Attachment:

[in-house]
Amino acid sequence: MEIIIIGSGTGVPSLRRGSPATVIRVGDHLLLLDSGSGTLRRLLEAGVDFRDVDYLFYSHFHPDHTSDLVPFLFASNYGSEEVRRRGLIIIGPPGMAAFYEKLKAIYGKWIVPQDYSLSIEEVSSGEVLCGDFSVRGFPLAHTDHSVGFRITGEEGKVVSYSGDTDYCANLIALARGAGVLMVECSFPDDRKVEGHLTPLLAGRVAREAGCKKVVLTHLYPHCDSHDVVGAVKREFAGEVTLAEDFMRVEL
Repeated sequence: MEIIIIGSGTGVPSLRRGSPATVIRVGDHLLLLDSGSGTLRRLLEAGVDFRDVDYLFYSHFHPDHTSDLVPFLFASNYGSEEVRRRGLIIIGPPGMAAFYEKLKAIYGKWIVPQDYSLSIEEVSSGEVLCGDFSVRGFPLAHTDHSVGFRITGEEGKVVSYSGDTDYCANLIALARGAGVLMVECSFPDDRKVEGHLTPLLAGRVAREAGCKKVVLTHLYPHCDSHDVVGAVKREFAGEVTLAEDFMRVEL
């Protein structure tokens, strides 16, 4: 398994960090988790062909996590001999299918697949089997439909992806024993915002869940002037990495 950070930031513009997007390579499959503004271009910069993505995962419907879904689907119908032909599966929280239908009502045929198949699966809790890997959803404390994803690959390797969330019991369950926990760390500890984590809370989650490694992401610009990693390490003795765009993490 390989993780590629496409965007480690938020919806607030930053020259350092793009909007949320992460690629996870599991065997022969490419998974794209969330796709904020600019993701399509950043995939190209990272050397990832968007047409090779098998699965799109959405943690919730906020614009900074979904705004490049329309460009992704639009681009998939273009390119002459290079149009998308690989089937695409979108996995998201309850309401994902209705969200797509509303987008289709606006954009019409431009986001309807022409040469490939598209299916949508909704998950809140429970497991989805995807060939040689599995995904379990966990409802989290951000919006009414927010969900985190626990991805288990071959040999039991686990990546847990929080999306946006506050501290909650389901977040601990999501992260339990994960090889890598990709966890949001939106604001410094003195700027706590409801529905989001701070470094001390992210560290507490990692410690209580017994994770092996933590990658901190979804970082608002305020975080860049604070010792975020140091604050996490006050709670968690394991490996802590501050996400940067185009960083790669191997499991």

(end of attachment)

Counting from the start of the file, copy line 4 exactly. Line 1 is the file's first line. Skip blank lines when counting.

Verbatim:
């Protein structure tokens, strides 16, 4: 398994960090988790062909996590001999299918697949089997439909992806024993915002869940002037990495 950070930031513009997007390579499959503004271009910069993505995962419907879904689907119908032909599966929280239908009502045929198949699966809790890997959803404390994803690959390797969330019991369950926990760390500890984590809370989650490694992401610009990693390490003795765009993490 390989993780590629496409965007480690938020919806607030930053020259350092793009909007949320992460690629996870599991065997022969490419998974794209969330796709904020600019993701399509950043995939190209990272050397990832968007047409090779098998699965799109959405943690919730906020614009900074979904705004490049329309460009992704639009681009998939273009390119002459290079149009998308690989089937695409979108996995998201309850309401994902209705969200797509509303987008289709606006954009019409431009986001309807022409040469490939598209299916949508909704998950809140429970497991989805995807060939040689599995995904379990966990409802989290951000919006009414927010969900985190626990991805288990071959040999039991686990990546847990929080999306946006506050501290909650389901977040601990999501992260339990994960090889890598990709966890949001939106604001410094003195700027706590409801529905989001701070470094001390992210560290507490990692410690209580017994994770092996933590990658901190979804970082608002305020975080860049604070010792975020140091604050996490006050709670968690394991490996802590501050996400940067185009960083790669191997499991």